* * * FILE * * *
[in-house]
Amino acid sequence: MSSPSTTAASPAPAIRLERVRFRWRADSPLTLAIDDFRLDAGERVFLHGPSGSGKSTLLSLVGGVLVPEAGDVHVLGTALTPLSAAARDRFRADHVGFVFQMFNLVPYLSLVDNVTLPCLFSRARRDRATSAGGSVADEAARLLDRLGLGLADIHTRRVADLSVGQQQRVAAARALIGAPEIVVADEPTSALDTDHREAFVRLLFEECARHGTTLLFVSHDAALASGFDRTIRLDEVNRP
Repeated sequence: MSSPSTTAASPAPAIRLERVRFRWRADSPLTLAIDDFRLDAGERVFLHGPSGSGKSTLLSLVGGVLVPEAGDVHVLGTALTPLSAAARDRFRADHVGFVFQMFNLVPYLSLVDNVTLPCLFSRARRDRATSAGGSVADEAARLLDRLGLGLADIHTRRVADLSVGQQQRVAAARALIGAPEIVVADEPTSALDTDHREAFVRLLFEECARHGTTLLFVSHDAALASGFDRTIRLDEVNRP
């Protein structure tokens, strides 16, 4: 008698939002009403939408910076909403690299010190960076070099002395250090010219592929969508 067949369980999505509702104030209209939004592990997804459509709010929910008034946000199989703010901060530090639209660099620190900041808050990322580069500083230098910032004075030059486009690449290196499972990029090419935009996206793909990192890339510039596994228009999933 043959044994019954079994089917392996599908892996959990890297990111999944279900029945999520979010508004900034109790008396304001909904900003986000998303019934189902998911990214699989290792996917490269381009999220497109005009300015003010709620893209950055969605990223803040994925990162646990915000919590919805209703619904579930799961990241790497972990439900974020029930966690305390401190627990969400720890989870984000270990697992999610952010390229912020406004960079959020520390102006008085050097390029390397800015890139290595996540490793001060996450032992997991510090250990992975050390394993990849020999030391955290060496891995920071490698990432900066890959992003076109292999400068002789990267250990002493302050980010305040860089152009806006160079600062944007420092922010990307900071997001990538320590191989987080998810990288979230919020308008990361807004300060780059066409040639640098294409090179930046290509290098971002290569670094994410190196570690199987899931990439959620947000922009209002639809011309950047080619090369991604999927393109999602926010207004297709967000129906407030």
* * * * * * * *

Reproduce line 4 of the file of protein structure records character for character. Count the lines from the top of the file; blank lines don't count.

């Protein structure tokens, strides 16, 4: 008698939002009403939408910076909403690299010190960076070099002395250090010219592929969508 067949369980999505509702104030209209939004592990997804459509709010929910008034946000199989703010901060530090639209660099620190900041808050990322580069500083230098910032004075030059486009690449290196499972990029090419935009996206793909990192890339510039596994228009999933 043959044994019954079994089917392996599908892996959990890297990111999944279900029945999520979010508004900034109790008396304001909904900003986000998303019934189902998911990214699989290792996917490269381009999220497109005009300015003010709620893209950055969605990223803040994925990162646990915000919590919805209703619904579930799961990241790497972990439900974020029930966690305390401190627990969400720890989870984000270990697992999610952010390229912020406004960079959020520390102006008085050097390029390397800015890139290595996540490793001060996450032992997991510090250990992975050390394993990849020999030391955290060496891995920071490698990432900066890959992003076109292999400068002789990267250990002493302050980010305040860089152009806006160079600062944007420092922010990307900071997001990538320590191989987080998810990288979230919020308008990361807004300060780059066409040639640098294409090179930046290509290098971002290569670094994410190196570690199987899931990439959620947000922009209002639809011309950047080619090369991604999927393109999602926010207004297709967000129906407030």